My family is European, and we travel to Europe almost every summer. Over the last few years, we became more and more aware of the refugee crisis caused by the Syrian War and its effects on European countries and citizens. In addition to reading and hearing about the crisis through the news, we also learned about it through friends we have abroad. This was something we could no longer ignore.
Although opinions about whether one should take in and help refugees are mixed, my family decided we wanted to help in any way we can. After all, we live comfortable lives while hundreds of thousands of people are being killed and millions of women and children are being displaced by the heinous conflict going on in Syria.
In early 2016, I got to learn of a local organization, Humanwire, that helps refugees find sponsors and sends much needed supplies to displaced Syrian families. We met with the founder, Andrew Baron, and expressed our desire to help out and do something more than simply send money and supplies. After much planning and discussing, we finally decided that we would volunteer teaching at a small school in Lebanon the upcoming summer.
My father, Peter, a computer and electrical engineering professor at CU Boulder, decided he wanted to teach the children how to do simple programming on a small and basic computer called Raspberry Pi. My mother, Elena, a local piano teacher, decided to teach the children about music, specifically about rhythm, musical notes, orchestral music, composers, and how to play something very basic on the piano. For this, we had to purchase and bring with us four electric keyboards. My siblings, Xenia and Vadim, and I, Peter Jr., decided we would teach English, Internet skills, and help supervise outdoor activities. However, the Internet skills class never happened because there weren’t enough computers for all the kids and the internet was very weak.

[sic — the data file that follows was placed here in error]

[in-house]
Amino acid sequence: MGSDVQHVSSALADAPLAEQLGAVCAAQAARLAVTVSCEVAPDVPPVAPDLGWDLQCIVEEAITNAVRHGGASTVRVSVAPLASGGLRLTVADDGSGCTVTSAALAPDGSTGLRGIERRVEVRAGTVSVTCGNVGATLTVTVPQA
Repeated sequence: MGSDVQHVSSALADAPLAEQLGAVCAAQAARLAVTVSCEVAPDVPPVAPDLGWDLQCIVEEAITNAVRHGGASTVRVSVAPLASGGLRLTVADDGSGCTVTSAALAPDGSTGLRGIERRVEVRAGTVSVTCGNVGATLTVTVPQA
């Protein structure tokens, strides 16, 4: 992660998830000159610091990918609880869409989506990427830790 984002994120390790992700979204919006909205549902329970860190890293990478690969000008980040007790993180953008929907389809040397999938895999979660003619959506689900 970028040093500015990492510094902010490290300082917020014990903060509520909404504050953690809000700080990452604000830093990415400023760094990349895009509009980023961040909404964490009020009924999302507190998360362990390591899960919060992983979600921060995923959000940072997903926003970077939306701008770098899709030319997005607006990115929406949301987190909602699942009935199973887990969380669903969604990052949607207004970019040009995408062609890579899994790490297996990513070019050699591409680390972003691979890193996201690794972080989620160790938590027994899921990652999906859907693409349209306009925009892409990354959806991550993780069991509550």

Our trip (late May to early June) to Lebanon was just under 14 days, seven of which were spent with the children. It was our first time in the Middle East as a family, and it was all very interesting and eye-opening. The culture and language was quite different than what we were used to on our trips to Europe. But to help facilitate communication between us and the locals/refugees, we began learning Arabic as a family in January 2016.